Nationwide, our employment numbers are improving. But for young Americans looking to advance their careers and develop their skills, they're just another piece of bad news. Teen unemployment has risen again, up to 23.8 percent; in New York, the jobless rate for young adults is similarly bad at an average 26 percent.
With a tough market like this, the last thing teens need is for government to make matters worse. Unfortunately, that's exactly what's happening, in the form of well-intentioned but badly misguided minimum wage increases. In 10 states, including New York, legislators are pursuing a higher hourly pay mandate out of a false belief that this is the best way to help their state's low-wage work force. Less-skilled job-seekers such as teens will pay the price.
Prior to the increase in the federal minimum wage between 2007 and 2009, there were 28 states that opted to raise their minimum wage above the federal level. They all did so with the same goal: poverty reduction. But the policy didn't work out as hoped. Economists from American University and Cornell University found no associated drop in poverty rates following the state wage hikes.
What happened instead is that these states made it more difficult for young people to get hired. And the federal wage hike that followed just compounded matters: William Even of Miami University and David Macpherson of Trinity University controlled for the economic downturn and found that more than 114,000 fewer teens were employed as a result of the 40 percent federal wage increase.
It's not difficult to understand why. Establishments that employ our country's young people -- like gas stations, grocery stores and restaurants -- keep just a few cents from each sales dollar and have a customer base with a high sensitivity to price increases. When their labor costs rise 40 percent over a two-year period, the only option is to do more with less.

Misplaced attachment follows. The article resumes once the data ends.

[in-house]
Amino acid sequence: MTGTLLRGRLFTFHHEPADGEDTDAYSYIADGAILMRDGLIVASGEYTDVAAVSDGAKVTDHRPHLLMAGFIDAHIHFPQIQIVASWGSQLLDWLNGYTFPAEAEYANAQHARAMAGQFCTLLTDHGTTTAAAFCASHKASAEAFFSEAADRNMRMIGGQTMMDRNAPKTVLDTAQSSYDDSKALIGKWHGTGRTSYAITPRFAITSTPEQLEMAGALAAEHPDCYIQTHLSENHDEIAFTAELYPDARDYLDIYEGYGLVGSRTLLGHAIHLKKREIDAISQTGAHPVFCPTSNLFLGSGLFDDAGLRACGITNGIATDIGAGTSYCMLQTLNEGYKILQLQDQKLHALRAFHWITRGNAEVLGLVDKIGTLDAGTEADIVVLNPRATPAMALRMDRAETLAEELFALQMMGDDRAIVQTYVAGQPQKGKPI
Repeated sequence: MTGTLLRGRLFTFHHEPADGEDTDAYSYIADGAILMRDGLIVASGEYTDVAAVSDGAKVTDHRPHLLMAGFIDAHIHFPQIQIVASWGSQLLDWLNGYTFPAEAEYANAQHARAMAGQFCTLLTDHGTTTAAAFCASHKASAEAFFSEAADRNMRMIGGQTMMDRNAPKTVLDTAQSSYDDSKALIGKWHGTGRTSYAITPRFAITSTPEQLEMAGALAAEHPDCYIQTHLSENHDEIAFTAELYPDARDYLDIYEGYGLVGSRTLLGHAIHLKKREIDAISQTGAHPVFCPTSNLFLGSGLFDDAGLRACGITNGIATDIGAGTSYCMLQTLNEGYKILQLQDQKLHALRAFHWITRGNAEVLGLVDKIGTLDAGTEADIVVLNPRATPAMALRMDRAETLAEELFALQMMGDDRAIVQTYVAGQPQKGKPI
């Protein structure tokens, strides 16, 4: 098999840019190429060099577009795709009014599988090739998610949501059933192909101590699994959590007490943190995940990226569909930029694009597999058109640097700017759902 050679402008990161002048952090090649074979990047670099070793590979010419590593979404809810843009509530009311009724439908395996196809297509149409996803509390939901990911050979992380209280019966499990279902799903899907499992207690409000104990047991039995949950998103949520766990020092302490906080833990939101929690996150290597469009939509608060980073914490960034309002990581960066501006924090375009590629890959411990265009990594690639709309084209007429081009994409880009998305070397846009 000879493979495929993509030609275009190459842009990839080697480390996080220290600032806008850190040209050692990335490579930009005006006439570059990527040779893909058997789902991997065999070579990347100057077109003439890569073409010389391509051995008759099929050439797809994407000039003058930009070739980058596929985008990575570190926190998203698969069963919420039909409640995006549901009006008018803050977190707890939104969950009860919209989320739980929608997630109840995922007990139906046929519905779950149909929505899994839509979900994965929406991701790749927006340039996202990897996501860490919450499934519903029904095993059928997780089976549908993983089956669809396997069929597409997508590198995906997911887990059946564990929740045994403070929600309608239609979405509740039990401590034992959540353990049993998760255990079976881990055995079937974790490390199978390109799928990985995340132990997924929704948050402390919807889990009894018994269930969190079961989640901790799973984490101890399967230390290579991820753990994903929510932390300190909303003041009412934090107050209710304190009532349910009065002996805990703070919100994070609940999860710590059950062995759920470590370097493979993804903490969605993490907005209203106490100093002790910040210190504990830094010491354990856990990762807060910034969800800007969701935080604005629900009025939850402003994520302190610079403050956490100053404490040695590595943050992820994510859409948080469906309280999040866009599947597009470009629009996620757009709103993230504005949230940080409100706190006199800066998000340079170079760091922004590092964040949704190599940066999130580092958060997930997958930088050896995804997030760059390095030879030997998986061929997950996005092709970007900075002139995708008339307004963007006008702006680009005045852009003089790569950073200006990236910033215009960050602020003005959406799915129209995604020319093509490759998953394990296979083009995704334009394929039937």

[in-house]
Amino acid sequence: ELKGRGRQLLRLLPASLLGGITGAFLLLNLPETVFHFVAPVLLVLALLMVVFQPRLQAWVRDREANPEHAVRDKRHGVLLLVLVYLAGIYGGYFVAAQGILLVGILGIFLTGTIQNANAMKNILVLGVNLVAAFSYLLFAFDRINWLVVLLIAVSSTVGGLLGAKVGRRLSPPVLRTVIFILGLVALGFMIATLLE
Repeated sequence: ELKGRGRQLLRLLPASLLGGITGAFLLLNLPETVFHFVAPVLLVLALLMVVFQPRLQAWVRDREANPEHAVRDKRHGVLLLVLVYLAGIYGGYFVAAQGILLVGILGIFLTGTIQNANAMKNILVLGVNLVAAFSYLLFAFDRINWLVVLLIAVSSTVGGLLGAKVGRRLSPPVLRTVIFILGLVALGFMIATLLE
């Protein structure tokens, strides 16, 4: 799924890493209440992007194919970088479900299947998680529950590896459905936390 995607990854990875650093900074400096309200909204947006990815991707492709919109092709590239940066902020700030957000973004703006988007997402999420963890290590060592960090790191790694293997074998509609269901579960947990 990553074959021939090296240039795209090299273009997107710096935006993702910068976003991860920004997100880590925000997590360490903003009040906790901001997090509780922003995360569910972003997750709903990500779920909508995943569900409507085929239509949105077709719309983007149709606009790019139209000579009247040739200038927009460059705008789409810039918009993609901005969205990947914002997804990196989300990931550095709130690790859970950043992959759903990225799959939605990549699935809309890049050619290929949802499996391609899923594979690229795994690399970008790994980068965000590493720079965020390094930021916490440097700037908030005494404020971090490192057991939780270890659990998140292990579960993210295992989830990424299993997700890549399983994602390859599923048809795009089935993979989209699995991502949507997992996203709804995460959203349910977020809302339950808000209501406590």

Unfortunately, some job seekers lacking in experience suffer more than others when the minimum wage goes up. That's a harsh truth for teens generally, but especially for the ones most in danger of staying unemployed or losing their jobs. One recent study found that, for black males without a diploma between 16 and 24 years of age, each 10 percent increase in the minimum wage led to an employment decrease of 6.5 percent. (For white males in the same group, the drop in employment was 2.5 percent).
Unemployed young adults are losing out on more than spending money. While others are getting ahead in the "school of life," learning punctuality, productivity and teamwork, unemployed youths are falling behind in a way that is hard to make up later.
Blindly embracing minimum wage increases might make legislators feel like they're doing something proactive and helpful. But policies like this have effects worse than legislative inactivity.
Michael Saltsman is a research fellow with the Employment Policies Institute.